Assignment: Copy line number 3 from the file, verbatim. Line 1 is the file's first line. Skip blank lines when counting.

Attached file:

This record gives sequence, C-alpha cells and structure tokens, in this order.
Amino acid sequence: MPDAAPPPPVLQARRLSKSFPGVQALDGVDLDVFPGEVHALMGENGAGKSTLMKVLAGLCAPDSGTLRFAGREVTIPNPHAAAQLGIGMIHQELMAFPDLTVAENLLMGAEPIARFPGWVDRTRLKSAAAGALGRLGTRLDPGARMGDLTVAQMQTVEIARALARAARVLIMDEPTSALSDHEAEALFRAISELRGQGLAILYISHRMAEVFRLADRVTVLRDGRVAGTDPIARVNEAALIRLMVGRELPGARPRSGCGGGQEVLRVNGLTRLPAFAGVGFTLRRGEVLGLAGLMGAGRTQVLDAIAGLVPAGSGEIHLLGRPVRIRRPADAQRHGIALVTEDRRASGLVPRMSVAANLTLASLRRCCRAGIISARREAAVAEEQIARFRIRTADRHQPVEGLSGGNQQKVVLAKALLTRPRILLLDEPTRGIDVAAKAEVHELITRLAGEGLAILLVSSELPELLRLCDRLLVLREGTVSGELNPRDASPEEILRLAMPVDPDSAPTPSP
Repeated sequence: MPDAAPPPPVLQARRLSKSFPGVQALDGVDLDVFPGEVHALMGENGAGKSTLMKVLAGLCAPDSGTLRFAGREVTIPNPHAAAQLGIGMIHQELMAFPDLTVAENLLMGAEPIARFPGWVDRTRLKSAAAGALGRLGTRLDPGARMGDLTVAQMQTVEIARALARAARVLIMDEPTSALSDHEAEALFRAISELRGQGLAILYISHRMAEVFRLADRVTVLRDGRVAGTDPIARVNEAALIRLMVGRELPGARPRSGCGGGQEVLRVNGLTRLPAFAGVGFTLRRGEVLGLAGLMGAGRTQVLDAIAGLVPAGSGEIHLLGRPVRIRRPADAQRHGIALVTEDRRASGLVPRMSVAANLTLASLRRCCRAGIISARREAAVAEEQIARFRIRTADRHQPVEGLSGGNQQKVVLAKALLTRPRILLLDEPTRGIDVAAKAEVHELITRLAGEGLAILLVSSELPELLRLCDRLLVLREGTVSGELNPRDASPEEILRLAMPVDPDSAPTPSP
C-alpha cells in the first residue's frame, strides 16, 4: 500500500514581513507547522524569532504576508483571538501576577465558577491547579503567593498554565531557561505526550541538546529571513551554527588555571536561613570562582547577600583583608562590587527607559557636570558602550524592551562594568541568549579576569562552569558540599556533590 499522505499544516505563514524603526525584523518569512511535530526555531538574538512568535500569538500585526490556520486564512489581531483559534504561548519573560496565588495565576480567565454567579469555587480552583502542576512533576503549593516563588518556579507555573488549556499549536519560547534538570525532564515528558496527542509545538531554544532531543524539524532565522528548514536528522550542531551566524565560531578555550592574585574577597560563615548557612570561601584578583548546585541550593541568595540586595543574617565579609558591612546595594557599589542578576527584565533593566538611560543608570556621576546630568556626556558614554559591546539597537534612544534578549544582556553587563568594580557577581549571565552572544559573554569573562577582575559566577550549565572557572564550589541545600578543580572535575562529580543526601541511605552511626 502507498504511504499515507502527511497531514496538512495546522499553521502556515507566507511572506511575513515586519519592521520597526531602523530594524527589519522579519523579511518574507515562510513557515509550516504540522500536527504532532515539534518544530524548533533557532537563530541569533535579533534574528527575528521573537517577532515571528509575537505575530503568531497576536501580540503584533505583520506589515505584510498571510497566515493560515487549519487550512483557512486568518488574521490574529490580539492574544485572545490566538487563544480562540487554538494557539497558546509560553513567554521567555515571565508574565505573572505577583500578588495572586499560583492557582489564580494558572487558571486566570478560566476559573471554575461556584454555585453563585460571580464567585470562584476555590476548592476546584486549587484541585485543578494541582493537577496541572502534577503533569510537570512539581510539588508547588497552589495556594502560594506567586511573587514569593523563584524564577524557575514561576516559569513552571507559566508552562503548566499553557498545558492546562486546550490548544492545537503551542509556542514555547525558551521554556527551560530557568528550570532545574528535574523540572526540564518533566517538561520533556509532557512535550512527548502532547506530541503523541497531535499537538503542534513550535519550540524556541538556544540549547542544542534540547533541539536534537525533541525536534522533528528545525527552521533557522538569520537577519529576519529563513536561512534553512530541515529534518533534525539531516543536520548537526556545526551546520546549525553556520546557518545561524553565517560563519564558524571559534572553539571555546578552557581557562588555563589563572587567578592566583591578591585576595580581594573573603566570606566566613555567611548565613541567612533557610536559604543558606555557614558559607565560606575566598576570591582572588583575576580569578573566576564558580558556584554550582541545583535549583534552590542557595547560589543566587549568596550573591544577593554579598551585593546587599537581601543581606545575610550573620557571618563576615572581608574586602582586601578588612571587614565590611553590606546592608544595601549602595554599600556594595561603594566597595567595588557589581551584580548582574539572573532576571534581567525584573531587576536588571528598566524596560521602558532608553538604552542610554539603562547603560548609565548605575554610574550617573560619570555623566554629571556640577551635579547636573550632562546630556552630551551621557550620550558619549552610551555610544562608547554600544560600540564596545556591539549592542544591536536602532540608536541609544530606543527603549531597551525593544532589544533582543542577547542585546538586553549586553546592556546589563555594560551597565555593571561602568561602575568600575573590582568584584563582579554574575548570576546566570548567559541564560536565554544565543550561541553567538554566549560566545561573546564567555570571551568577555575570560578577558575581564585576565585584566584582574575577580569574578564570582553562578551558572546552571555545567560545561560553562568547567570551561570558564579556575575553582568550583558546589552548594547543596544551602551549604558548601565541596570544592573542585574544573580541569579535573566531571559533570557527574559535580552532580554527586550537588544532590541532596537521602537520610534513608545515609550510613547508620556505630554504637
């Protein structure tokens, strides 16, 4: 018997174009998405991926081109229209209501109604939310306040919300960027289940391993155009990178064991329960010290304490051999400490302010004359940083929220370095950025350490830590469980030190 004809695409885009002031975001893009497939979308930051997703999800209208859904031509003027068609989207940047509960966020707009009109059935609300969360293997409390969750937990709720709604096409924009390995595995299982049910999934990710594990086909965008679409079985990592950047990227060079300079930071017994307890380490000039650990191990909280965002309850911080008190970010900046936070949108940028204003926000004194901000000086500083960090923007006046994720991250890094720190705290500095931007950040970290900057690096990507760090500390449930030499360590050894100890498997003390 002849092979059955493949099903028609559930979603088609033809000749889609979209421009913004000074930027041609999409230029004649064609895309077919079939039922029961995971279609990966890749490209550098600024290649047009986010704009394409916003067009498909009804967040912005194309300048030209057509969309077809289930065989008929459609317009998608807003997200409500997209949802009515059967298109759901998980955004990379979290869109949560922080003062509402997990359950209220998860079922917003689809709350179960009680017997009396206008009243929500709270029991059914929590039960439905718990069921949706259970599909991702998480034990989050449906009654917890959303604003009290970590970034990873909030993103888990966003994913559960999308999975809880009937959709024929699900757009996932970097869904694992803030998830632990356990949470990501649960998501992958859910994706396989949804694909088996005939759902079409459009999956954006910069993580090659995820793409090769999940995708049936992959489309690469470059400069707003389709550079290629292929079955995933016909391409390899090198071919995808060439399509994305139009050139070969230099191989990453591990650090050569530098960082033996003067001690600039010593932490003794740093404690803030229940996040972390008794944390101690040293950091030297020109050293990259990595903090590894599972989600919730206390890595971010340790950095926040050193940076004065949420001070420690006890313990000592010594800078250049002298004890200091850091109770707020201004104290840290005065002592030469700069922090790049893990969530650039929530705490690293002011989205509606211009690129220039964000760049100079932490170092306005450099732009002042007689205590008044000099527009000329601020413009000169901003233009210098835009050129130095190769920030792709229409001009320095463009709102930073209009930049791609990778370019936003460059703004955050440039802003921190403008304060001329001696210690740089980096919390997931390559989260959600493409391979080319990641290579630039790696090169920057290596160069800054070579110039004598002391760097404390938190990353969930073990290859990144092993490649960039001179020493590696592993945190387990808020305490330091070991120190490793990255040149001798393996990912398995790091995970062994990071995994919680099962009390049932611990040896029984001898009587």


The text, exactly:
Repeated sequence: MPDAAPPPPVLQARRLSKSFPGVQALDGVDLDVFPGEVHALMGENGAGKSTLMKVLAGLCAPDSGTLRFAGREVTIPNPHAAAQLGIGMIHQELMAFPDLTVAENLLMGAEPIARFPGWVDRTRLKSAAAGALGRLGTRLDPGARMGDLTVAQMQTVEIARALARAARVLIMDEPTSALSDHEAEALFRAISELRGQGLAILYISHRMAEVFRLADRVTVLRDGRVAGTDPIARVNEAALIRLMVGRELPGARPRSGCGGGQEVLRVNGLTRLPAFAGVGFTLRRGEVLGLAGLMGAGRTQVLDAIAGLVPAGSGEIHLLGRPVRIRRPADAQRHGIALVTEDRRASGLVPRMSVAANLTLASLRRCCRAGIISARREAAVAEEQIARFRIRTADRHQPVEGLSGGNQQKVVLAKALLTRPRILLLDEPTRGIDVAAKAEVHELITRLAGEGLAILLVSSELPELLRLCDRLLVLREGTVSGELNPRDASPEEILRLAMPVDPDSAPTPSP